NEW YORK (TheStreet) --Voters in this week's dry-bulk shipping poll apparently believe that DryShips' (DRYS) - Get Report strategy of locking nearly all its fleet (87% for the rest of the year) into long-term charter contracts will benefit the company in the coming months.

As our survey question posited, shippers have chartered their fleets to varying degrees as they attempt to forecast the direction of the market.

Some 2,310 poll takers, or 47% of the total, have faith in DryShips' chieftain George Economou, widely regarded in the industry as both a brilliant market-timer as well as something of a gambler.

Market sentiment on Economou's company may also be moving in a

bullish direction

. The company's stock rose about 5% Friday, capping a strong week, although is has shed 1.6% in weekend after-market trading since then.

Among the other shippers in our poll,

Genco Shipping & Trading

(GNK) - Get Report

, with about 67% of its fleet chartered for 2009, a relatively low percentage industrywide, came in last in our poll, with just 6.6% of the total.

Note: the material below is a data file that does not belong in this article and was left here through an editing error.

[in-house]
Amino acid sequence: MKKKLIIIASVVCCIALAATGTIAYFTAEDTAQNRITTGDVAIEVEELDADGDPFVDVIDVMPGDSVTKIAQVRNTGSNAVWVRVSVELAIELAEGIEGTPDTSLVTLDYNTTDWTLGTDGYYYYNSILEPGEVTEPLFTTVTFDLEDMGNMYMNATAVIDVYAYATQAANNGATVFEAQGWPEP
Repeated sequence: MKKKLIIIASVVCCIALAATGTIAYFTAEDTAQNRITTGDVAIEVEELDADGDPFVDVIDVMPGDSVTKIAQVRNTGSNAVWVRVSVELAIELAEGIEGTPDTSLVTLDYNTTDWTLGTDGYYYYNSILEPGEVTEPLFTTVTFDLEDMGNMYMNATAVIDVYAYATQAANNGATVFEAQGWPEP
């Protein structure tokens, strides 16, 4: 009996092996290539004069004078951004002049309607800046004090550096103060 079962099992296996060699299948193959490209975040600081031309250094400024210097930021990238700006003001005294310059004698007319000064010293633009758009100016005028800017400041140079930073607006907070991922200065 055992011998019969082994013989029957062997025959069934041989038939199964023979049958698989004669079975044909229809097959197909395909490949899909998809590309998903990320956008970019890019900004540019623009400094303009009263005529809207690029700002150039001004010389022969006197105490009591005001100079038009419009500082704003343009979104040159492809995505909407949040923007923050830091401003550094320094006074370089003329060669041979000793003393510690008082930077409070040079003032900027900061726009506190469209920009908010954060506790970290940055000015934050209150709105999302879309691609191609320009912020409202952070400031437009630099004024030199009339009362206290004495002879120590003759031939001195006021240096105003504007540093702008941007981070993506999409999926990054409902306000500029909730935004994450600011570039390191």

Voters were sort of "meh" on the other names on the list.

Diana Shipping

(DSX) - Get Report

received almost 20%,

Excel Maritime

(EXM)

15% and

Navios Maritime Holdings

(NM) - Get Report

just shy of 12%.

Navios is by far the most conservative among this group, with 99% of its fleet locked in for the rest of 2009 -- and apparently that's too cautious for most survey takers.

-- Written by Scott Eden in New York

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Scott Eden has covered business -- both large and small -- for more than a decade. Prior to joining TheStreet.com, he worked as a features reporter for Dealmaker and Trader Monthly magazines. Before that, he wrote for the Chicago Reader, that city's weekly paper. Early in his career, he was a staff reporter at the Dow Jones News Service. His reporting has appeared in The Wall Street Journal, Men's Journal, the St. Petersburg (Fla.) Times, and the Believer magazine, among other publications. He's also the author of Touchdown Jesus (Simon & Schuster, 2005), a nonfiction book about Notre Dame football fans and the business and politics of big-time college sports. He has degrees from Notre Dame and Washington University in St. Louis.